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Steinhuder Meer
The Steinhuder Meer
Steinhuder Meer
( German pronunciation (help·info)) or Lake
Lake
Steinhude[1] is a lake in Lower Saxony, Germany
Germany
located 30 kilometres (19 mi) northwest of Hanover. It is named after the nearby village of Steinhude. It has an area of about 30 square kilometres (12 sq mi), making it the largest lake of northwestern Germany, but it is very shallow, with an average depth of only 1.35 metres (4.4 ft) and a maximum depth of less than 3 metres (9.8 ft). It lies within a region known as the Hanoverian Moor Geest.Contents1 Geology 2 Islands 3 Tourism 4 References 5 External linksGeology[edit] It is part of the glacial landscape formed after the recession of the glaciers of the latest Ice Age, the Weichselian glaciation. There are two theories regarding how the lake of Steinhude
Steinhude
was formed
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German Language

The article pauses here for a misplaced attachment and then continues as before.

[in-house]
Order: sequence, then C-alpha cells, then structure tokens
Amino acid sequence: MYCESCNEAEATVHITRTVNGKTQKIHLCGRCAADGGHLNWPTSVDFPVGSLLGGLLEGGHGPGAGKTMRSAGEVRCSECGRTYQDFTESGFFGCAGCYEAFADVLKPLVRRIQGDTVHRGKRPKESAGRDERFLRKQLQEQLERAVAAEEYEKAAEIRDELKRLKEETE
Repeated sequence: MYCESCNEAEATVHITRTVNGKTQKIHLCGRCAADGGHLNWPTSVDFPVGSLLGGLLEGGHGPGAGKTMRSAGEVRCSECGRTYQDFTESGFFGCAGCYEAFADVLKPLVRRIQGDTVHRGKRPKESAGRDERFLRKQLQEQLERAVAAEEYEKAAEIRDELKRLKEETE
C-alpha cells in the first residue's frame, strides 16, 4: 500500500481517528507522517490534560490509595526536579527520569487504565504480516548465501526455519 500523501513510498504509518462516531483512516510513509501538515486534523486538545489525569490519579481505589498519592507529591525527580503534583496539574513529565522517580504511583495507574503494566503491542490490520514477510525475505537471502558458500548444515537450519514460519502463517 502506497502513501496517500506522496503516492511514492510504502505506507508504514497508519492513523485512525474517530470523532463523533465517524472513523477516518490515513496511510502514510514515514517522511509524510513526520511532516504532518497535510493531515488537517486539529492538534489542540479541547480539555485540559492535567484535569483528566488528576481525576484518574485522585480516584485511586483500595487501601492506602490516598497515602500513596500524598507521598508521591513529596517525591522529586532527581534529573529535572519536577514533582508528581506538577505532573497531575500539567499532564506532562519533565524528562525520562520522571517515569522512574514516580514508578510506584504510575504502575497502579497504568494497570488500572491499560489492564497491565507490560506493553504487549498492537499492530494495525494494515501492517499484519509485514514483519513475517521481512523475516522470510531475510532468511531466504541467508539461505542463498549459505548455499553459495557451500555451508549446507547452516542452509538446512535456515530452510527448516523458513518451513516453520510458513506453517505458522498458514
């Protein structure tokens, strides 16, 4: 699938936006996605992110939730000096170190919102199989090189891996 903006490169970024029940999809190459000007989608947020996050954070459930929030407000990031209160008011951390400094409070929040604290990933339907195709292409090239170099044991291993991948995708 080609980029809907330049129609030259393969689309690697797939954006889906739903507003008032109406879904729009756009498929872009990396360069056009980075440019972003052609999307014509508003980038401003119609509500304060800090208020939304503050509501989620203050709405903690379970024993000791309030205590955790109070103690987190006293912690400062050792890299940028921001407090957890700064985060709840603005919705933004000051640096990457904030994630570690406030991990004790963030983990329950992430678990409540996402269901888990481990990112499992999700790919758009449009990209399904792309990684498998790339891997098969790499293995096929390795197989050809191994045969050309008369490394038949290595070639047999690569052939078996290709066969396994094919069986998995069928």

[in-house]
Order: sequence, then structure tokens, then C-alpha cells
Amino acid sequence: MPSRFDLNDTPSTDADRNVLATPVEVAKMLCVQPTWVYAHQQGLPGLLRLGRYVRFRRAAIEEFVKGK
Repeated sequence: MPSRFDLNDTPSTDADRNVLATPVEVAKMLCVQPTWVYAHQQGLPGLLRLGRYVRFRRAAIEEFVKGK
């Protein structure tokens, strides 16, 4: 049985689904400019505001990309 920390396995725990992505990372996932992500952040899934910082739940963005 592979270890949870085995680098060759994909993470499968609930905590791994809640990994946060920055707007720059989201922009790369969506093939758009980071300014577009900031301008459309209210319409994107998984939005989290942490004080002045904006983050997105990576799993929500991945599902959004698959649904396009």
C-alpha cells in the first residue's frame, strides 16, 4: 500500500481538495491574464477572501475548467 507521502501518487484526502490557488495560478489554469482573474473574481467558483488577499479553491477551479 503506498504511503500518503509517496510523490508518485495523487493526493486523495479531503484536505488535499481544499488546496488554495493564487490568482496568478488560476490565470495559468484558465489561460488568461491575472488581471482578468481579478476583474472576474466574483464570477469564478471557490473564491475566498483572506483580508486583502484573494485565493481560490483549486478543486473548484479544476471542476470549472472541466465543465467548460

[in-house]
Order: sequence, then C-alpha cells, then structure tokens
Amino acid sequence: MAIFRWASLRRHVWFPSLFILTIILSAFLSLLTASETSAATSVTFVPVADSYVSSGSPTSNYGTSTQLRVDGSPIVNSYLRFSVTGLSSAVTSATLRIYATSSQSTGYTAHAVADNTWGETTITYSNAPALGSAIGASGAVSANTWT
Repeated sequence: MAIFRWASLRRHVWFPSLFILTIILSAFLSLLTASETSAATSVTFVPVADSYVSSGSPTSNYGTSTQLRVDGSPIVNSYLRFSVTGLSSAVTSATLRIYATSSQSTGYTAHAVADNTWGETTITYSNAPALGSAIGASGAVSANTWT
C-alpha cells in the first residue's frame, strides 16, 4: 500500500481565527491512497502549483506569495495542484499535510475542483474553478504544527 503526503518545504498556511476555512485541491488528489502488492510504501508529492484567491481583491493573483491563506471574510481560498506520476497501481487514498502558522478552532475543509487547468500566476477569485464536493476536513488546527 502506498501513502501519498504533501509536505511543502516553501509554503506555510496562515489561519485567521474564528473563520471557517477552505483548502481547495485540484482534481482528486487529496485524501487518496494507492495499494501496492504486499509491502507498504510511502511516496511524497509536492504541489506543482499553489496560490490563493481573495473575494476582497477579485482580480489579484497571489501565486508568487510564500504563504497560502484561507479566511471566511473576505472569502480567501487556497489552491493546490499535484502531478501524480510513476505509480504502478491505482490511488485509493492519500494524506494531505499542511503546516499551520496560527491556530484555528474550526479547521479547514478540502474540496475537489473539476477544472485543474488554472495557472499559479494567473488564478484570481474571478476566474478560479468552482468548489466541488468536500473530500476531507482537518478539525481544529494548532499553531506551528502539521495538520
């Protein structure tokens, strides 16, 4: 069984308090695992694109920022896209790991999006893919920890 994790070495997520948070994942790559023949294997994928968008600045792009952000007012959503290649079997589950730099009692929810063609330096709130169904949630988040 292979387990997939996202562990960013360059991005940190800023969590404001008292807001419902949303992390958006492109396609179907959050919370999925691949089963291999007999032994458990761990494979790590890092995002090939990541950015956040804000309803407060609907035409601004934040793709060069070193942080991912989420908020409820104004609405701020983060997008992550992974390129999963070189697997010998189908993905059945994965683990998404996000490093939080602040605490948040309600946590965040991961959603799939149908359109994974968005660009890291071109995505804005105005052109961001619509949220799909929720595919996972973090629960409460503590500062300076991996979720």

No official regulation ( German orthography
German orthography
regulated by the Council for German Orthography[4]). Language
Language
codesISO 639-1 deISO 639-2 ger
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Vehicle Registration Plate
A vehicle registration plate, also known as a number plate (British English) or a license plate (American English), is a metal or plastic plate attached to a motor vehicle or trailer for official identification purposes. All countries require registration plates for road vehicles such as cars, trucks, and motorcycles. Whether they are required for other vehicles, such as bicycles, boats, or tractors, may vary by jurisdiction. The registration identifier is a numeric or alphanumeric ID that uniquely identifies the vehicle owner within the issuing region's vehicle register. In some countries, the identifier is unique within the entire country, while in others it is unique within a state or province. Whether the identifier is associated with a vehicle or a person also varies by issuing agency